French Registry: FFR Safely Reclassifies Almost Half of Revascularization Patients

DALLAS, TX—The use of fractional flow reserve (FFR) leads to reclassification of the revascularization decision determined by angiography alone in about half of patients, according to French registry results presented November 19, 2013, at the annual American Heart Association Scientific Sessions. Further, FFR-guided angiography results in acceptable safety out to 1 year.

For the Registre Français de la FFR (R3F) study, researchers led by Eric Van Belle, MD, PhD, of Hôpital Cardiologique (Lille, France), enrolled 1,075 consecutive patients undergoing diagnostic FFR-guided angiography at 20 French centers from October 2008 to June 2010. Investigators recorded their revascularization strategy based on angiography before performing FFR as well as the final revascularization strategy after determining FFR measurements.

The majority of patients were stable (80%), while the rest were unstable with a recorded STEMI (3%) or NSTEMI (17%) within 15 days. A noninvasive test was performed in 61% of patients, and positive results were seen in about half (48%).

Higher Accuracy With FFR

The strategy based on angiography alone was medical therapy in 55% and revascularization in 45% (PCI 38%; CABG 7%). Overall, FFR changed the ultimate strategy in 43% of cases (table 1).

Table 1. Revascularization Strategy Changes After FFR

Assigned Strategy by Angiography Alone

Medical Therapy



Medical Therapy












aNo change in strategy after FFR.
bChange in strategy after FFR.

Hence, the applied strategies after FFR were medical therapy in 58% and revascularization in 42% (PCI 32%; CABG 10%). Almost half (45%) of those with a positive noninvasive test changed revascularization strategies after FFR.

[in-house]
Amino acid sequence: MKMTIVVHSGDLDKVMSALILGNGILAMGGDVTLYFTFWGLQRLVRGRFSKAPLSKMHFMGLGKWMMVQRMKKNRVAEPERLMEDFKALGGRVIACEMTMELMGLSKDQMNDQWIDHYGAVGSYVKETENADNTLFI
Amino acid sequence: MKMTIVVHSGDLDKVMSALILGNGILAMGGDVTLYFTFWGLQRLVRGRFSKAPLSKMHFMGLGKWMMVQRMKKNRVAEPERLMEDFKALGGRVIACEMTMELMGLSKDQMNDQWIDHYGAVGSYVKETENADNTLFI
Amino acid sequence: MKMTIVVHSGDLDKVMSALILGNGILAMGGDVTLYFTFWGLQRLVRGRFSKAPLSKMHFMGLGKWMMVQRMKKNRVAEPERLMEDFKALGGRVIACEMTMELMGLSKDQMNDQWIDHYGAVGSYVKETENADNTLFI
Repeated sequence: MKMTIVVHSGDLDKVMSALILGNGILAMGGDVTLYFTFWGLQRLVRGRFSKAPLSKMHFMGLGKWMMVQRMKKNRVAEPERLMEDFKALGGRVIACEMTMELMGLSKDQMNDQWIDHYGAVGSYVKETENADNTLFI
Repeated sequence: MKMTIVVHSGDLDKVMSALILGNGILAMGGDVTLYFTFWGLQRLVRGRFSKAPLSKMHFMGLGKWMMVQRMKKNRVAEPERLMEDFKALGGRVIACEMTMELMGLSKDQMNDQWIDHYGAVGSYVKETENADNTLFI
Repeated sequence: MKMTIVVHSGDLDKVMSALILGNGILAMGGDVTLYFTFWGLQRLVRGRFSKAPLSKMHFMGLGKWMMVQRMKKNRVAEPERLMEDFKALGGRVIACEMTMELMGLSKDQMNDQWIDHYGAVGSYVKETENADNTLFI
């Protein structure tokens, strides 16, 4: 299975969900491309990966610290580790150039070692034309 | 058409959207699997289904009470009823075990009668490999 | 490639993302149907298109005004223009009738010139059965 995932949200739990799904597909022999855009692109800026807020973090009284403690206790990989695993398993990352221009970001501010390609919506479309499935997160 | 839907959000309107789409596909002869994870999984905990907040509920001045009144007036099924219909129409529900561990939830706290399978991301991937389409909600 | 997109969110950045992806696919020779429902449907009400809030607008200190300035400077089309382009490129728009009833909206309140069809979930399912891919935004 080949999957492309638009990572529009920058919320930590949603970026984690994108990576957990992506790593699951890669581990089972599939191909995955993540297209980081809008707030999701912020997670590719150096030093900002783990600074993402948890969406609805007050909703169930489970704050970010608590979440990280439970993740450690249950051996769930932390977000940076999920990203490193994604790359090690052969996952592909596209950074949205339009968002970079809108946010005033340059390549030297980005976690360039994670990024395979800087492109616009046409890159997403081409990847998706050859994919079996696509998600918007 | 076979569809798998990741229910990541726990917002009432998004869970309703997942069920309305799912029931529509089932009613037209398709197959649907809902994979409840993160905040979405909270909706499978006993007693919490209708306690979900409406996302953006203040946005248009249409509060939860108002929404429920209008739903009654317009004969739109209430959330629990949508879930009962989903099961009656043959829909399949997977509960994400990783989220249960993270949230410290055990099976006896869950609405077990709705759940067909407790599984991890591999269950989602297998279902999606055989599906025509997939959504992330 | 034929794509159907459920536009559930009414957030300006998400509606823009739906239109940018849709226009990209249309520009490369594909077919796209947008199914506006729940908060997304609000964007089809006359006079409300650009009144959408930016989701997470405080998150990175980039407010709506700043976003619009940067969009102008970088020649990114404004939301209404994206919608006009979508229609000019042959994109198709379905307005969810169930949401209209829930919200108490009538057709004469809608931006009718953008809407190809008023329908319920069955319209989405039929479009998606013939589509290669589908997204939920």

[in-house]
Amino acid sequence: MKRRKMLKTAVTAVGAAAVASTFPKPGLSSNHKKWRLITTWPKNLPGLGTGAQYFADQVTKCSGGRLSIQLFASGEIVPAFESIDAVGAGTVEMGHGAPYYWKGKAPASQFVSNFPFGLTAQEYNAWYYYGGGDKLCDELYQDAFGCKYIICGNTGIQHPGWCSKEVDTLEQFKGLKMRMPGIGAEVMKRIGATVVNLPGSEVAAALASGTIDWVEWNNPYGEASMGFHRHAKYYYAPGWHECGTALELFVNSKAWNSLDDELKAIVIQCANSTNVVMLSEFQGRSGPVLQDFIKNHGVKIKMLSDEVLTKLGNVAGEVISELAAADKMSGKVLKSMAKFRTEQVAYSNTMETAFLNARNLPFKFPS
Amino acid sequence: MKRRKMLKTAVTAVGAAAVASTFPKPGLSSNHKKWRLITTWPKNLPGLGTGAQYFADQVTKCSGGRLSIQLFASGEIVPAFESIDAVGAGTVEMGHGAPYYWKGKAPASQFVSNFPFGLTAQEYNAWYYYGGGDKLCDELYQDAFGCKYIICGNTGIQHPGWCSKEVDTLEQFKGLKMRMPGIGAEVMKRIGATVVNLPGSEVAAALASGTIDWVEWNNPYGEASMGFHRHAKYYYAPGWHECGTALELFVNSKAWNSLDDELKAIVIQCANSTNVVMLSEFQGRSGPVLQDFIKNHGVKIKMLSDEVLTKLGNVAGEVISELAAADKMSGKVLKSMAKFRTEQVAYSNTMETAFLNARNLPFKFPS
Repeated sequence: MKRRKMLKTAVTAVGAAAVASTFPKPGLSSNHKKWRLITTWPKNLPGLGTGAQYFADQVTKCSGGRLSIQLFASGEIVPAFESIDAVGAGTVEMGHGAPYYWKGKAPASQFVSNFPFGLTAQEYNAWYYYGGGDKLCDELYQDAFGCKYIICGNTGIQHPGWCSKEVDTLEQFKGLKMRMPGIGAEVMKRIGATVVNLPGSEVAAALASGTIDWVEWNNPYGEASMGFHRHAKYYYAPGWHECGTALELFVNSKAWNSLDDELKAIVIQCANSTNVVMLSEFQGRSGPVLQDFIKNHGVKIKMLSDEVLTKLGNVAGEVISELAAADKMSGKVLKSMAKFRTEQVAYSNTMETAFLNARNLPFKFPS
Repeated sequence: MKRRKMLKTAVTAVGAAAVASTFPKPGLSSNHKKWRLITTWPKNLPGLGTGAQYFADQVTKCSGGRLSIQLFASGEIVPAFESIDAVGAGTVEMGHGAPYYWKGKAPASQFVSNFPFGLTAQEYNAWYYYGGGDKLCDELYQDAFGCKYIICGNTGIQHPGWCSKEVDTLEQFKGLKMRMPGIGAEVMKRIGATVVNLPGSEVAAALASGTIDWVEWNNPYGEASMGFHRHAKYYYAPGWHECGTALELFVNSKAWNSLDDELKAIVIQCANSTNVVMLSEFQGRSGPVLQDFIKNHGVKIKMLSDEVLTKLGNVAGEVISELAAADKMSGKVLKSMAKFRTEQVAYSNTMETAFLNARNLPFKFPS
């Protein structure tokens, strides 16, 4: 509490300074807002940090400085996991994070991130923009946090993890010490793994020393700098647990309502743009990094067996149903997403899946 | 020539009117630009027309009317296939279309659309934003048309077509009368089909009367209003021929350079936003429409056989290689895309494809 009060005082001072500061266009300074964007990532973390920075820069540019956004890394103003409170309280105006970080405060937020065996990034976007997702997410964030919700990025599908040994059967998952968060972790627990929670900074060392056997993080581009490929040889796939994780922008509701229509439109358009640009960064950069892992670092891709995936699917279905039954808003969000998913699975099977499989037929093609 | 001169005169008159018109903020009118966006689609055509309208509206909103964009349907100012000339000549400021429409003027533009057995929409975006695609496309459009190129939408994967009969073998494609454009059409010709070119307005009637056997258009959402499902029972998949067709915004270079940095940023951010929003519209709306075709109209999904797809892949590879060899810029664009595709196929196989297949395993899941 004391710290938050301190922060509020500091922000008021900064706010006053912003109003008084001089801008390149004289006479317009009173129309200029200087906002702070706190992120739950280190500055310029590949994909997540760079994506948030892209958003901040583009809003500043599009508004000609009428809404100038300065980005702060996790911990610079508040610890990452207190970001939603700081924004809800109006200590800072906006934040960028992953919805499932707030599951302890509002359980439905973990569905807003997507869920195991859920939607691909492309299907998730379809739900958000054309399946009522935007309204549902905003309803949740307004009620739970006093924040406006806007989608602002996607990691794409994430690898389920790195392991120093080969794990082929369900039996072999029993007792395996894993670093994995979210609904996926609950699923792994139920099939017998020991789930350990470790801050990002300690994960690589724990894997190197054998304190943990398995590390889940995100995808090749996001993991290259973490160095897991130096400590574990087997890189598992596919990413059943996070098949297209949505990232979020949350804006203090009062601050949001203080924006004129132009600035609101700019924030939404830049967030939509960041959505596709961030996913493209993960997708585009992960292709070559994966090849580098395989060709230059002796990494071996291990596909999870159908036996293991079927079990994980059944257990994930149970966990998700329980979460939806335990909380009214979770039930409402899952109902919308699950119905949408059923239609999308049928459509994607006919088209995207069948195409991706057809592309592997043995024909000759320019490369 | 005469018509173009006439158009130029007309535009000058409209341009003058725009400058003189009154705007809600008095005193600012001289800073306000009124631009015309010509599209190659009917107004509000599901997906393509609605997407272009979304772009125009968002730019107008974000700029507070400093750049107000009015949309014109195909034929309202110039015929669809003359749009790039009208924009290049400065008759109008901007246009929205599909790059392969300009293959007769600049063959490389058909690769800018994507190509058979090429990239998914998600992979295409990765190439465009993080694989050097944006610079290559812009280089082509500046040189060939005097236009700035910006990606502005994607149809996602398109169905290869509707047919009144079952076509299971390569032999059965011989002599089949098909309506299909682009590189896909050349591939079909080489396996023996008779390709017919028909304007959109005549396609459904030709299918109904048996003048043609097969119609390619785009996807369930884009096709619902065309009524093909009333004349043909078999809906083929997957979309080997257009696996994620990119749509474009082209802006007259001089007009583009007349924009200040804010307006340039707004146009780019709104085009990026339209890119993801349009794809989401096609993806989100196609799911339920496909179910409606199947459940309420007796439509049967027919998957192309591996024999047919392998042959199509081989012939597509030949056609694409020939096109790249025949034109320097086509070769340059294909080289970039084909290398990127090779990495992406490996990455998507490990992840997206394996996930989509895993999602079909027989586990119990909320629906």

In reclassified patients treated based on FFR and in disagreement with the angiography alone-based decision (n = 464), 1-year MACE (11.2%) was as good as in patients who were not reclassified (n = 611; 11.9%; log-rank P = 0.78). Subgroup analyses confirmed these results. At 1 year, at least 93% of patients were asymptomatic without difference between reclassified and nonreclassified patients (P = 0.75).

Safety Established, Focus Shifts to More Complex Patients

Dr. Van Belle said the study “demonstrates that it is safe to pursue a revascularization strategy divergent to that suggested by angiography alone but guided by FFR measurements. The present data further support and extend the concept of a ‘physiology-guided’ decision of coronary revascularization.”

Discussing the trial, Young-Hak Kim, MD, of Asan Medical Center (Seoul, South Korea), said that FFR “can provide objective evidence of coronary ischemia that requires revascularization irrespective of each operator’s threshold to revascularization by visual assessment,” adding that the technique is safe and feasible for stable CAD.

He noted that because the study was a single-arm cohort, “it is still not clear whether global utilization of function-guided treatment improves CAD prognosis compared with anatomy-guided treatment.” Additionally, the study subjects were relatively healthy, Dr. Kim commented, and a population of more complex patients may lead to an increased rate of “downgrade treatment.”

Future research should focus on clinician behavior, patient outcomes, and cost-effectiveness, he concluded.

Study Details

Three-quarters of patients were men, and the mean age was 65 years. Slightly more than one-third had diabetes and 46% had a previous MACE, including 25% with prior MI and 40% with a history of coronary revascularization.

In each patient, a mean of 1.32 ± 0.66 lesions were investigated by FFR. Most of the procedures were performed radially (68%), and adenosine was almost exclusively administered as an intracoronary high-dose bolus (99.2%).


Van Belle E, Rioufol G, Pouillot C, et al. Outcome impact of coronary revascularization strategy reclassification with fractional flow reserve at time of diagnostic angiography: Insights from a large French multicenter fractional flow reserve registry. Circulation. 2013;Epub ahead of print.



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  • Dr. Van Belle reports serving as a consultant to St. Jude Medical and receiving speaker’s fees from Volcano.
  • Dr. Kim reports no relevant conflicts of interest.